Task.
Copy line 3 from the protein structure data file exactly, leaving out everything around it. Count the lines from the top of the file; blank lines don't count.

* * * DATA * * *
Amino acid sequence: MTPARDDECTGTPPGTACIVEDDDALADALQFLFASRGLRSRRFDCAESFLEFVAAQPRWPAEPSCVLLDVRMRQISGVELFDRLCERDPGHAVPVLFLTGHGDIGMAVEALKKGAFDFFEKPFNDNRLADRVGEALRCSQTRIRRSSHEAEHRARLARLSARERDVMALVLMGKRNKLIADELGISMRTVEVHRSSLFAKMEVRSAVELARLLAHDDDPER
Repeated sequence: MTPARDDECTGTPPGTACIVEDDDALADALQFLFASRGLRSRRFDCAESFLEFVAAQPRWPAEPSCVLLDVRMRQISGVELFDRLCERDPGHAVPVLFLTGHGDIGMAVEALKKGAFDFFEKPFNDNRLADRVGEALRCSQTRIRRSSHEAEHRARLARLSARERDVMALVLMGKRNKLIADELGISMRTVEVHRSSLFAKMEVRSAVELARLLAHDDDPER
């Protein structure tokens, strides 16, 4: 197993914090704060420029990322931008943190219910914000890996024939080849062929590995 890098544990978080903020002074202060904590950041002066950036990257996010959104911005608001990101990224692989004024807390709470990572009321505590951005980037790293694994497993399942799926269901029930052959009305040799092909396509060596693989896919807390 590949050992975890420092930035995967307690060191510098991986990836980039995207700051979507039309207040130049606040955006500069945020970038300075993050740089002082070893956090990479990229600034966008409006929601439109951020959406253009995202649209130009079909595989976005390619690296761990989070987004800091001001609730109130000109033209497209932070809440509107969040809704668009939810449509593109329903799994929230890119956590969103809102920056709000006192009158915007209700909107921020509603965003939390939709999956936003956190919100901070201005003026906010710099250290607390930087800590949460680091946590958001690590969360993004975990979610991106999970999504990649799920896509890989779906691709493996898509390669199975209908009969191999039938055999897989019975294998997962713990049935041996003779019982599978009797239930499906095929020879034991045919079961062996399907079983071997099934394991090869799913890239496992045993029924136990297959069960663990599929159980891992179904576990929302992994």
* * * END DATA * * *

């Protein structure tokens, strides 16, 4: 197993914090704060420029990322931008943190219910914000890996024939080849062929590995 890098544990978080903020002074202060904590950041002066950036990257996010959104911005608001990101990224692989004024807390709470990572009321505590951005980037790293694994497993399942799926269901029930052959009305040799092909396509060596693989896919807390 590949050992975890420092930035995967307690060191510098991986990836980039995207700051979507039309207040130049606040955006500069945020970038300075993050740089002082070893956090990479990229600034966008409006929601439109951020959406253009995202649209130009079909595989976005390619690296761990989070987004800091001001609730109130000109033209497209932070809440509107969040809704668009939810449509593109329903799994929230890119956590969103809102920056709000006192009158915007209700909107921020509603965003939390939709999956936003956190919100901070201005003026906010710099250290607390930087800590949460680091946590958001690590969360993004975990979610991106999970999504990649799920896509890989779906691709493996898509390669199975209908009969191999039938055999897989019975294998997962713990049935041996003779019982599978009797239930499906095929020879034991045919079961062996399907079983071997099934394991090869799913890239496992045993029924136990297959069960663990599929159980891992179904576990929302992994």